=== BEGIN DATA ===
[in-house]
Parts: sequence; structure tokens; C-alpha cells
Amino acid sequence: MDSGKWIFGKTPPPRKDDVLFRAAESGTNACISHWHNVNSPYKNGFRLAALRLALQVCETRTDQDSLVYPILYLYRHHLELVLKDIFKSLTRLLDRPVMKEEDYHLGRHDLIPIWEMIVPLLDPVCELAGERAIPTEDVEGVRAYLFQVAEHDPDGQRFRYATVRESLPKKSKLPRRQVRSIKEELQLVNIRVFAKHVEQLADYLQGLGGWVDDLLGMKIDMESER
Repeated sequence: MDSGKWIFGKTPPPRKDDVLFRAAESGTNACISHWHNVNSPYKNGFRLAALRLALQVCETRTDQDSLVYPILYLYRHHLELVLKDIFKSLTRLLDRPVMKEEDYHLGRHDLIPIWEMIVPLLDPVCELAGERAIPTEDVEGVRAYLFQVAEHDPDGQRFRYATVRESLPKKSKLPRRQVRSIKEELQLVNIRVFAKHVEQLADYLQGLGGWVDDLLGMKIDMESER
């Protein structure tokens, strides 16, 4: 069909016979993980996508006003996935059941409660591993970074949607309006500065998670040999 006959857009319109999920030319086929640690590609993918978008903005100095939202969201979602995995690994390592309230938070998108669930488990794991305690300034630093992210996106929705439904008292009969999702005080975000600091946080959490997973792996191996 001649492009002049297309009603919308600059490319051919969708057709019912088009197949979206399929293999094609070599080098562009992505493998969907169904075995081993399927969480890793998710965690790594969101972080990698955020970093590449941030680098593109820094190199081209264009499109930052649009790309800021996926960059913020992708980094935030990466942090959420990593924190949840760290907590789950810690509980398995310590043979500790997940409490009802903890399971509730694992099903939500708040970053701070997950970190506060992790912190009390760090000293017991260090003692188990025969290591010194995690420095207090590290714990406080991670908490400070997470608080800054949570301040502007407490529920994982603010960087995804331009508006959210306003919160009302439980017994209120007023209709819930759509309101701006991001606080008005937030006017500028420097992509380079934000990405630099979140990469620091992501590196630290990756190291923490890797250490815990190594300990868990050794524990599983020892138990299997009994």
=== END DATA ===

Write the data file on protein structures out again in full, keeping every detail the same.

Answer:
[in-house]
Parts: sequence; structure tokens; C-alpha cells
Amino acid sequence: MDSGKWIFGKTPPPRKDDVLFRAAESGTNACISHWHNVNSPYKNGFRLAALRLALQVCETRTDQDSLVYPILYLYRHHLELVLKDIFKSLTRLLDRPVMKEEDYHLGRHDLIPIWEMIVPLLDPVCELAGERAIPTEDVEGVRAYLFQVAEHDPDGQRFRYATVRESLPKKSKLPRRQVRSIKEELQLVNIRVFAKHVEQLADYLQGLGGWVDDLLGMKIDMESER
Repeated sequence: MDSGKWIFGKTPPPRKDDVLFRAAESGTNACISHWHNVNSPYKNGFRLAALRLALQVCETRTDQDSLVYPILYLYRHHLELVLKDIFKSLTRLLDRPVMKEEDYHLGRHDLIPIWEMIVPLLDPVCELAGERAIPTEDVEGVRAYLFQVAEHDPDGQRFRYATVRESLPKKSKLPRRQVRSIKEELQLVNIRVFAKHVEQLADYLQGLGGWVDDLLGMKIDMESER
């Protein structure tokens, strides 16, 4: 069909016979993980996508006003996935059941409660591993970074949607309006500065998670040999 006959857009319109999920030319086929640690590609993918978008903005100095939202969201979602995995690994390592309230938070998108669930488990794991305690300034630093992210996106929705439904008292009969999702005080975000600091946080959490997973792996191996 001649492009002049297309009603919308600059490319051919969708057709019912088009197949979206399929293999094609070599080098562009992505493998969907169904075995081993399927969480890793998710965690790594969101972080990698955020970093590449941030680098593109820094190199081209264009499109930052649009790309800021996926960059913020992708980094935030990466942090959420990593924190949840760290907590789950810690509980398995310590043979500790997940409490009802903890399971509730694992099903939500708040970053701070997950970190506060992790912190009390760090000293017991260090003692188990025969290591010194995690420095207090590290714990406080991670908490400070997470608080800054949570301040502007407490529920994982603010960087995804331009508006959210306003919160009302439980017994209120007023209709819930759509309101701006991001606080008005937030006017500028420097992509380079934000990405630099979140990469620091992501590196630290990756190291923490890797250490815990190594300990868990050794524990599983020892138990299997009994």